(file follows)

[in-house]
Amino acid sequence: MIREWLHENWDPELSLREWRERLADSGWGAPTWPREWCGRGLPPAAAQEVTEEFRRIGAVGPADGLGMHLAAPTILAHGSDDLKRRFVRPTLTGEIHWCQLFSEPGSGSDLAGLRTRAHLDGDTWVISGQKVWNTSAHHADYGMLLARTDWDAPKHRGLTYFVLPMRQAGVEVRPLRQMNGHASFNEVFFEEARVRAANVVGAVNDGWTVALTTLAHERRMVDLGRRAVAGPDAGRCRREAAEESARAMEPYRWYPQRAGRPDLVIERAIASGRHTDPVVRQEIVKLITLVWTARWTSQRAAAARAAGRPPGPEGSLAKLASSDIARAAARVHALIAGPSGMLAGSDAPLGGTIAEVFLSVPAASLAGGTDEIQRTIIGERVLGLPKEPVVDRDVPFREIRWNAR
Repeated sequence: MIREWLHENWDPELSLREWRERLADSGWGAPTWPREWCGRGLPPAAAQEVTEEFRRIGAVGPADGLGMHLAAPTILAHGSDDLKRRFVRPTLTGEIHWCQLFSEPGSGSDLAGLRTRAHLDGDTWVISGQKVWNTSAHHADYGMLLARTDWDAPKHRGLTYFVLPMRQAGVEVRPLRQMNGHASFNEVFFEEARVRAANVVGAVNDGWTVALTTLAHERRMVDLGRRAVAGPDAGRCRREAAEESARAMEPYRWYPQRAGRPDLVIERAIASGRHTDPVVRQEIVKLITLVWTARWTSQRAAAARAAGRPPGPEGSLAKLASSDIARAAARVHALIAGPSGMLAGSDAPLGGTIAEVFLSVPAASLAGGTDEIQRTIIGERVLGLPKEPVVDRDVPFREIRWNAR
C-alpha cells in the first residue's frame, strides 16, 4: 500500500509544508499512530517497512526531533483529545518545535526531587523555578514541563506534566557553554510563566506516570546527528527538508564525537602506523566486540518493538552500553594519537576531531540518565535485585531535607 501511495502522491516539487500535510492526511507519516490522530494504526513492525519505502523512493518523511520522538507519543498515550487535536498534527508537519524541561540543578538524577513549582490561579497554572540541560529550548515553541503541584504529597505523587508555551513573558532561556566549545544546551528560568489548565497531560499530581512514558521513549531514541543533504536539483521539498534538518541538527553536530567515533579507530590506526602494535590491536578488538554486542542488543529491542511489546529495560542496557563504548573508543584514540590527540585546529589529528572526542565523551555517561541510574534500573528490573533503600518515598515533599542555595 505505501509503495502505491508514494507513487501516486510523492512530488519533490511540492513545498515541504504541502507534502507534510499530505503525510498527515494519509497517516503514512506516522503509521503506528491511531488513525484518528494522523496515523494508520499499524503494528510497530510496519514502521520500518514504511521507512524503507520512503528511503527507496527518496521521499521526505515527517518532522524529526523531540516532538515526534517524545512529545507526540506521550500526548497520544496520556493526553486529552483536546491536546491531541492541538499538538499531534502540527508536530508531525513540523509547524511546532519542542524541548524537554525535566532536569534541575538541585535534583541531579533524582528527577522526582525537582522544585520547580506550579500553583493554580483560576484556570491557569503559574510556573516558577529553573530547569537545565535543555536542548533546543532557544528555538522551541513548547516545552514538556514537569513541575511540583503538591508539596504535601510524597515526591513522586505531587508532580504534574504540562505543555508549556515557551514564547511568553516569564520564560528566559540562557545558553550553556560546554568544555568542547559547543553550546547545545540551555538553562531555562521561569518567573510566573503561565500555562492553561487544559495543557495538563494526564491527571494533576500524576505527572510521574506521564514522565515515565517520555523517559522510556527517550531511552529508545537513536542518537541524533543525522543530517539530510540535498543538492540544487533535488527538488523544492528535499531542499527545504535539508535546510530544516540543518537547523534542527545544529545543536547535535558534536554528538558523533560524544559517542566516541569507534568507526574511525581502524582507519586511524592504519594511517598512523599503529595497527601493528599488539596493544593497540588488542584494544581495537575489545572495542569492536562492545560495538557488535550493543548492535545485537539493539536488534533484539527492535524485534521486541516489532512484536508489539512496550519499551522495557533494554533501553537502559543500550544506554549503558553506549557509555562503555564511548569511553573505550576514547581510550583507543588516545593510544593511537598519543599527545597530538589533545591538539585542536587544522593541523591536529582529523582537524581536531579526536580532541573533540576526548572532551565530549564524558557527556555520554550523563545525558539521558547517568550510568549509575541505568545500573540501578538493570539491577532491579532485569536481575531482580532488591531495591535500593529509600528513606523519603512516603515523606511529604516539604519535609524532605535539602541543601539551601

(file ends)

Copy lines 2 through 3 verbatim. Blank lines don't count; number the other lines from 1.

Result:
Amino acid sequence: MIREWLHENWDPELSLREWRERLADSGWGAPTWPREWCGRGLPPAAAQEVTEEFRRIGAVGPADGLGMHLAAPTILAHGSDDLKRRFVRPTLTGEIHWCQLFSEPGSGSDLAGLRTRAHLDGDTWVISGQKVWNTSAHHADYGMLLARTDWDAPKHRGLTYFVLPMRQAGVEVRPLRQMNGHASFNEVFFEEARVRAANVVGAVNDGWTVALTTLAHERRMVDLGRRAVAGPDAGRCRREAAEESARAMEPYRWYPQRAGRPDLVIERAIASGRHTDPVVRQEIVKLITLVWTARWTSQRAAAARAAGRPPGPEGSLAKLASSDIARAAARVHALIAGPSGMLAGSDAPLGGTIAEVFLSVPAASLAGGTDEIQRTIIGERVLGLPKEPVVDRDVPFREIRWNAR
Repeated sequence: MIREWLHENWDPELSLREWRERLADSGWGAPTWPREWCGRGLPPAAAQEVTEEFRRIGAVGPADGLGMHLAAPTILAHGSDDLKRRFVRPTLTGEIHWCQLFSEPGSGSDLAGLRTRAHLDGDTWVISGQKVWNTSAHHADYGMLLARTDWDAPKHRGLTYFVLPMRQAGVEVRPLRQMNGHASFNEVFFEEARVRAANVVGAVNDGWTVALTTLAHERRMVDLGRRAVAGPDAGRCRREAAEESARAMEPYRWYPQRAGRPDLVIERAIASGRHTDPVVRQEIVKLITLVWTARWTSQRAAAARAAGRPPGPEGSLAKLASSDIARAAARVHALIAGPSGMLAGSDAPLGGTIAEVFLSVPAASLAGGTDEIQRTIIGERVLGLPKEPVVDRDVPFREIRWNAR